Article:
WASHINGTON (Reuters) – Tens of thousands of protesters marched in cities across the United States on Saturday to demand the Trump administration reverse an immigration crackdown that has separated children from parents at the U.S-Mexico border and sparked plans for military-run detention camps.
Outside the White House, protesters waved “Families Belong Together” signs and chanted “Shame!” as religious leaders and activists urged the administration to be more welcoming of foreigners and to reunite families.
“It goes against everything we stand for as a country,” protester Paula Flores-Marques, 27, said of President Donald Trump’s tough stance on immigration, a cornerstone of his election campaign. Trump was out of town.
Trump says illegal immigration fosters crime and he implemented a “zero tolerance” policy in May to prosecute all immigrants apprehended for entering illegally. That led to the separation of more than 2,000 children from their parents, which sparked an outcry this month, even from some allies of the Republican president.
In a rare retreat on an issue that fires up his conservative base, Trump on June 20 ordered officials to detain families together.
Thousands of protesters in New York marched across the Brooklyn Bridge bearing signs with slogans like “Make America Humane Again” and “Immigrants Are Welcome Here.” In Chicago, thousands gathered to march toward the local offices of federal immigration authorities.
Organizers estimated 30,000 people had gathered in central Washington. The peaceful protest appeared to be the largest pro-immigration demonstration in the U.S. capital since at least 2010, when activists rallied to pressure then-President Barack Obama and Congress to overhaul the U.S. immigration system.
“We are here because children being held in detention don’t have a voice,” said Helen LaCroix, 40, a mother of two from Washington.
A federal judge has ordered families be reunited and the administration asked the military to house immigrant families, leading the Pentagon to mull the construction of soft-sided camp facilities.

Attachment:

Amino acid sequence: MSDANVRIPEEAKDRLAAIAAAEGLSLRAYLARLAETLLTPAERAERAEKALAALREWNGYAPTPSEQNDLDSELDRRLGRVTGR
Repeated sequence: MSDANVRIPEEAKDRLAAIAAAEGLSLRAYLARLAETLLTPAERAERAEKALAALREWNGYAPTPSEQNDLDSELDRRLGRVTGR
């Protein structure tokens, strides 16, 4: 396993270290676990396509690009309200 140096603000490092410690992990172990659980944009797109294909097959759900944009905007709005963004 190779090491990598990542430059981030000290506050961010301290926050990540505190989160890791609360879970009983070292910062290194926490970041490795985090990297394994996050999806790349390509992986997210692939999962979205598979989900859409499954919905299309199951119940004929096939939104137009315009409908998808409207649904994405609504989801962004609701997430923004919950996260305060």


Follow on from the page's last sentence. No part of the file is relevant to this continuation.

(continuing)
A splinter group of several dozen protesters in Washington went to protest at what they said was the residence of Stephen Miller, a White House adviser known for his hardline views on immigration. It was the latest in a string of public protests against Trump administration officials over the family separations.
They held up a sign saying “Stephen Miller, We Know Where You Sleep.”
Since taking office in 2017, Trump has overseen an increase in arrests of people suspected of being in the country illegally. His administration is also approving fewer family visas.
Immigration has been on the rise in America and across much of the developed world for decades, roiling politics in recent years across Germany, Britain and the United States.
Trump, who on Saturday was at a golf club he owns in Bedminster, New Jersey, criticized the handful of Democratic politicians who have urged for an elimination of the U.S. agency that enforces immigration law, which is known as ICE.
“I have watched ICE liberate towns from the grasp of [criminal gangs],” Trump said on Twitter.
Immigrants made up about one in 20 U.S. residents in 1970. By 2016, their share rose to about one in seven, according the U.S. Census Bureau.
Additional reporting by Bob Chiarito in Chicago, Miesha Miller in New York, and Sue Horton, Kevin Fogarty and Greg Savoy in Washington; Writing by Jason Lange; Editing by Mary Milliken and Susan Thomas